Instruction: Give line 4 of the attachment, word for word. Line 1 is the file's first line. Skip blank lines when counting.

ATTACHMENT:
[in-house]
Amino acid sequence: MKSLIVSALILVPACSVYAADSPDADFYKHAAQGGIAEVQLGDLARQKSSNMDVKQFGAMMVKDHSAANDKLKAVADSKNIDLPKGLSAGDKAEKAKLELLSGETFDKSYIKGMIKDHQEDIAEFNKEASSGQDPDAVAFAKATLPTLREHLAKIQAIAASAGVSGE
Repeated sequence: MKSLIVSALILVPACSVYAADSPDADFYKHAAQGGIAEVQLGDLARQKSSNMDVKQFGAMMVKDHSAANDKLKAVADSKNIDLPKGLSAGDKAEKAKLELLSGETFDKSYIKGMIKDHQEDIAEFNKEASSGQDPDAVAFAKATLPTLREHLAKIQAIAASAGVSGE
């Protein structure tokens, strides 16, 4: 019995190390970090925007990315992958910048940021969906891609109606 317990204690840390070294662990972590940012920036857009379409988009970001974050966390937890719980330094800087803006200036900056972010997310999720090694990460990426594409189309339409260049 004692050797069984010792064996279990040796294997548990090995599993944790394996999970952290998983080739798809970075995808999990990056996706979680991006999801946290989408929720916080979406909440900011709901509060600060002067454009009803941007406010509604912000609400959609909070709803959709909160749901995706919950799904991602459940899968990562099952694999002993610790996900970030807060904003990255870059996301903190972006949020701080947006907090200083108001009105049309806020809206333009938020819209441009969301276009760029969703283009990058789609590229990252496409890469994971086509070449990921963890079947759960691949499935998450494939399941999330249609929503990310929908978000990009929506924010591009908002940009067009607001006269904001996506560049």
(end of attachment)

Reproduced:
């Protein structure tokens, strides 16, 4: 019995190390970090925007990315992958910048940021969906891609109606 317990204690840390070294662990972590940012920036857009379409988009970001974050966390937890719980330094800087803006200036900056972010997310999720090694990460990426594409189309339409260049 004692050797069984010792064996279990040796294997548990090995599993944790394996999970952290998983080739798809970075995808999990990056996706979680991006999801946290989408929720916080979406909440900011709901509060600060002067454009009803941007406010509604912000609400959609909070709803959709909160749901995706919950799904991602459940899968990562099952694999002993610790996900970030807060904003990255870059996301903190972006949020701080947006907090200083108001009105049309806020809206333009938020819209441009969301276009760029969703283009990058789609590229990252496409890469994971086509070449990921963890079947759960691949499935998450494939399941999330249609929503990310929908978000990009929506924010591009908002940009067009607001006269904001996506560049």